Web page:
John Elder Robison wasn't diagnosed with autism until middle age.

He grew up unable to understand the emotions or body language of other people. In his bestselling memoir, "Look Me in the Eye: My Life with Asperger's," he writes of spending countless hours alone, studying electronics—which led to a successful career designing gear for rock bands, including flaming, smoking guitars for Kiss.

His new book describes an even more remarkable transformation: how, after decades with Asperger's, his emotions were "switched on."

And sure enough, when I spent an hour with Robison at his business in Amherst, I would've had no idea he was on the autism spectrum, had I not read his books. These days he actually has no trouble looking you in the eye.

"But my ability to adapt, and engage people like you—I wouldn't have been able to have this conversation with you a decade ago," he told me. "Everything I did before was solitary. I designed musical instruments by myself. I designed electronic circuits by myself. Everything was just alone, because I couldn't deal with other people."

Robison says he was transformed by a procedure known as Transcranial Magnetic Stimulation. In 2008, Robison was given an experimental treatment at Beth Israel Deaconess Medical Center. A small but powerful magnetic coil was placed on his head, and he felt "taps" as the energy went into his skull.

Afterwards, the researchers rushed to run some tests before the effects, whatever they were, could wear off. They showed him photos of various faces, and asked him to decode the expressions.

That was it.

"I did the study and I left the hospital, and I thought nothing had changed," he said. "And I got in my car—and this was now a couple of hours after the stimulation—and I turned on the stereo and I played old recordings of bands I'd worked with back in the 70s. It's funny, I was listening to music from Tavares, and I heard 'A Penny for Your Thoughts.'"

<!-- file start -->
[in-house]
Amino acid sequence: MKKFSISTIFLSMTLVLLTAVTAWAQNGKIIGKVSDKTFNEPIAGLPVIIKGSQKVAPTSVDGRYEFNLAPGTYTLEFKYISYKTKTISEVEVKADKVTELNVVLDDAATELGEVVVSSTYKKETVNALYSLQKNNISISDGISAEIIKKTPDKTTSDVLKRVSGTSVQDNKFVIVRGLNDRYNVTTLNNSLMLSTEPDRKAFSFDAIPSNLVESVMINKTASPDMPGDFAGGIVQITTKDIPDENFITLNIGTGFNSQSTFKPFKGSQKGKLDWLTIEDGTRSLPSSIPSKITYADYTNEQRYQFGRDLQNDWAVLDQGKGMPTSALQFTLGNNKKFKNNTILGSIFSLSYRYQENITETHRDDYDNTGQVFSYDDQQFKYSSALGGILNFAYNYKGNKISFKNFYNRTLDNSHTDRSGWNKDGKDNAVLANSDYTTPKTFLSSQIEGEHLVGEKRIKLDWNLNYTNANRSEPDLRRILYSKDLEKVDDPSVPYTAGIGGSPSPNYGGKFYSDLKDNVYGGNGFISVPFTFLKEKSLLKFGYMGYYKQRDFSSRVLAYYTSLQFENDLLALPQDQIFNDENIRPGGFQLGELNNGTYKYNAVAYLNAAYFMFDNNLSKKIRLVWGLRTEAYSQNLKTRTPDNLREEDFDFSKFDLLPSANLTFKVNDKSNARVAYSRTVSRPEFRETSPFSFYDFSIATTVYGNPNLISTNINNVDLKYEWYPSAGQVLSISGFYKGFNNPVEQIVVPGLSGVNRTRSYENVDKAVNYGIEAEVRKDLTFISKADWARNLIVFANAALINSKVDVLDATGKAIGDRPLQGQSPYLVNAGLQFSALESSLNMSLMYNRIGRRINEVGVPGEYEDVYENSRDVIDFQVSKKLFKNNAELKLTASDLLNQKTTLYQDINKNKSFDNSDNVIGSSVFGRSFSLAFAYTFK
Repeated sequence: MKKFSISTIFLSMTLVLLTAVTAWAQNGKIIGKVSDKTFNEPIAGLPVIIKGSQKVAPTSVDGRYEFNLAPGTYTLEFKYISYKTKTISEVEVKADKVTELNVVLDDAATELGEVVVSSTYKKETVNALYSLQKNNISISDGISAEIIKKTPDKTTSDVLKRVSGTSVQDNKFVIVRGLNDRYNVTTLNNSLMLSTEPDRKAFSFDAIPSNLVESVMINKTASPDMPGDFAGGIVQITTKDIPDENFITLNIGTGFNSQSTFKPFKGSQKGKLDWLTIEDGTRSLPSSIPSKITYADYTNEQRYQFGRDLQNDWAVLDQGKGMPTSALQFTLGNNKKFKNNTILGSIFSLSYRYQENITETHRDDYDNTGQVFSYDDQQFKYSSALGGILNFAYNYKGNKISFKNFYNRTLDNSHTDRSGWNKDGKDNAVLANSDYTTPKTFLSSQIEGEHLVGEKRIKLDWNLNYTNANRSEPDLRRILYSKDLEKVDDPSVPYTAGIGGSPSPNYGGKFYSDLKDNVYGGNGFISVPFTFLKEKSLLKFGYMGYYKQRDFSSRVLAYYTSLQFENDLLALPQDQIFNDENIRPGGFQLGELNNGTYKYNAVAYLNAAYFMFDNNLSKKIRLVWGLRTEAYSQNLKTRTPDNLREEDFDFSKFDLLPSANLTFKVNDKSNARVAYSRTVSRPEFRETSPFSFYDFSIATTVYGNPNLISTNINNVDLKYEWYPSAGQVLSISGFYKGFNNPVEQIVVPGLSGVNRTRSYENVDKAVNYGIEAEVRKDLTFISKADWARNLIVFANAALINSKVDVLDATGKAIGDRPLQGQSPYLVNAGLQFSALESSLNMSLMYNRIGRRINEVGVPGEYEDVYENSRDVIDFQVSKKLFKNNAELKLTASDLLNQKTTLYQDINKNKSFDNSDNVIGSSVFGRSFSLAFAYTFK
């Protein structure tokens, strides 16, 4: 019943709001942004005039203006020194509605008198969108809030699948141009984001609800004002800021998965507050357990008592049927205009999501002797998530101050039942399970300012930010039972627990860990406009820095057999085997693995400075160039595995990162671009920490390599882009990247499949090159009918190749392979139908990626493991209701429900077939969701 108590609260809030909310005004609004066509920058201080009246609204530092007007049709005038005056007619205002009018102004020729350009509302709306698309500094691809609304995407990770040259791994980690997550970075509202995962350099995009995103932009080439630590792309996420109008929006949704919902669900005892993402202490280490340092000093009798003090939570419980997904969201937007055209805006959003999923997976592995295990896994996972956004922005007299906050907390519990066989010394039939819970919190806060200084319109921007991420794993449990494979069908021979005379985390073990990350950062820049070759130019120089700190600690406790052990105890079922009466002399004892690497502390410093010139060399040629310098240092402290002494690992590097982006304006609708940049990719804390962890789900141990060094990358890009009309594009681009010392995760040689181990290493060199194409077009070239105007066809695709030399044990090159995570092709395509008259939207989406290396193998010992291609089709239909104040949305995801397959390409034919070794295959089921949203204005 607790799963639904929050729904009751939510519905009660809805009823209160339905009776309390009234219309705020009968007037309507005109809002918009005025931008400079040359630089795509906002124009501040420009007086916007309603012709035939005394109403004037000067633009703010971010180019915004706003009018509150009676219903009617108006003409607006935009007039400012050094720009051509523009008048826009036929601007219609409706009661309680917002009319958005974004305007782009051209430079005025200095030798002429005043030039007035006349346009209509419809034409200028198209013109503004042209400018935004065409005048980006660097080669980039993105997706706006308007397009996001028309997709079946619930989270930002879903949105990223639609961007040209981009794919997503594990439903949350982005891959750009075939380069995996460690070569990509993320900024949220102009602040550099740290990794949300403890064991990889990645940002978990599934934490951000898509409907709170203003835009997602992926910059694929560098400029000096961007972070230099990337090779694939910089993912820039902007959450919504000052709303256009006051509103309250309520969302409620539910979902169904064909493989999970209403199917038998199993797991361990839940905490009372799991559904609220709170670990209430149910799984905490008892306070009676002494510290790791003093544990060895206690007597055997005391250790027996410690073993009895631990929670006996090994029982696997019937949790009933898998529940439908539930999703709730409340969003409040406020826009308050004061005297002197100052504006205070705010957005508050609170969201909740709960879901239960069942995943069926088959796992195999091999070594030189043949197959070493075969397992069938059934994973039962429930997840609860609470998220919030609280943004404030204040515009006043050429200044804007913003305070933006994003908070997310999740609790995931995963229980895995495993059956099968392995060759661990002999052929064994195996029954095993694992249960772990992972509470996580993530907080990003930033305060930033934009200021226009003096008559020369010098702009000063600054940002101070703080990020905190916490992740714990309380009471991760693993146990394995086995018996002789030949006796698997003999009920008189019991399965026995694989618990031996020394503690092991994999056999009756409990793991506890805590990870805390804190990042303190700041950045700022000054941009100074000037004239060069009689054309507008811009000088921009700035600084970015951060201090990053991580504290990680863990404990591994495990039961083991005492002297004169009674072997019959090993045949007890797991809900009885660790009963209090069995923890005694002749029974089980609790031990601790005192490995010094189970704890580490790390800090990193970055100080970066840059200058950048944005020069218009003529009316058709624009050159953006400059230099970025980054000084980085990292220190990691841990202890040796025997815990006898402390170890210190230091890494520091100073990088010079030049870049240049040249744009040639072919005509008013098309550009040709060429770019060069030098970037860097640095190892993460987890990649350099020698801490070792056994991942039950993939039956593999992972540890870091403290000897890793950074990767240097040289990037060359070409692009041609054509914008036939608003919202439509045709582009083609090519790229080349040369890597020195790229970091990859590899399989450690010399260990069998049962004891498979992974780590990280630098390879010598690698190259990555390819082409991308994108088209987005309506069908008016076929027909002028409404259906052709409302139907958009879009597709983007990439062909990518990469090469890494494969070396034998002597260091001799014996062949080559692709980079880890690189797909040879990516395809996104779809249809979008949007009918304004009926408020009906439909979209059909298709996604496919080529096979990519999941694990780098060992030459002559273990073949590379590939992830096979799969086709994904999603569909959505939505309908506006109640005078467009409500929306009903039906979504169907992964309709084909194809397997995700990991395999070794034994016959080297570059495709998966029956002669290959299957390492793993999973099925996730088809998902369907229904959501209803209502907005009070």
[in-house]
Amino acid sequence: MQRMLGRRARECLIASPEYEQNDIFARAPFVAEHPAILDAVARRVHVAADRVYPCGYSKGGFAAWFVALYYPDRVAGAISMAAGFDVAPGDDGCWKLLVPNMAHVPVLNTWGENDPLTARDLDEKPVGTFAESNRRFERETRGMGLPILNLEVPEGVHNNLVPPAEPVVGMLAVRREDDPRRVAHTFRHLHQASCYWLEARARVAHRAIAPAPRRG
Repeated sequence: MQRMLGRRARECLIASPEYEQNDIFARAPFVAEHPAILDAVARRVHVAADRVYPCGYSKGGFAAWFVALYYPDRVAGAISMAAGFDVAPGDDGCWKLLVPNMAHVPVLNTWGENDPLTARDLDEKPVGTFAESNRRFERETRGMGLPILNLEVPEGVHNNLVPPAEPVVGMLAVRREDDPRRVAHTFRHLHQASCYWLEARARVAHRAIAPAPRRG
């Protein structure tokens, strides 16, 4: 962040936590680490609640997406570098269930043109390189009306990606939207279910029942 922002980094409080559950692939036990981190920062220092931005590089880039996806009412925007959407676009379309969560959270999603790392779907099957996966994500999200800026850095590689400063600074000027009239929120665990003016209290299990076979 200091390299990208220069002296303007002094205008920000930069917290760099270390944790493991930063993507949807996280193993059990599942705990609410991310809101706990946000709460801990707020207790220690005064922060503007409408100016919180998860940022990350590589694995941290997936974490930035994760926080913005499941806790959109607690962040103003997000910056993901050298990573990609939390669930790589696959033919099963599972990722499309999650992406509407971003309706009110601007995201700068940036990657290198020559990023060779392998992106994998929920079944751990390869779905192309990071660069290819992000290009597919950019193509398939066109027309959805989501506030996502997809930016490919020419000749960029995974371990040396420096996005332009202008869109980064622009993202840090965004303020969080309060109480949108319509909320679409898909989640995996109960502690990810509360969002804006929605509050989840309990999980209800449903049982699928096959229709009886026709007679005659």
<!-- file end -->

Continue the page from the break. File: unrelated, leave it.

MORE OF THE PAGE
Before he realized what was happening, Robison started to cry. Suddenly, he wasn't just hearing the sound. He was feeling the music—for the first time, feeling the emotions of the singers.

It was just so real, and so alive, it was almost like have a hallucination, it was like being back there in the 70s and not even being in the car anymore. And I was just stunned at the power of that, and the realization that something they did to me turned that on.

"It was just so real, and so alive," he said. "It was almost like have a hallucination, it was like being back there in the '70s and not even being in the car anymore. And I was just stunned at the power of that, and the realization that something they did to me turned that on."

That turning on was in 2008, and it hasn't turned off.

It's important to pause and take note: This is one individual's experience, and it would be reckless to raise hope of a cure.

And even if a reliable treatment is found, Robison has some profound concerns about how, and when it would be administered.

He says that while his childhood loneliness was painful, it led him to focus his time and energy on electronics—much to the benefit of classic rock groups like Pink Floyd and Kiss. Robison goes so far as to say the loneliness was a key to his success.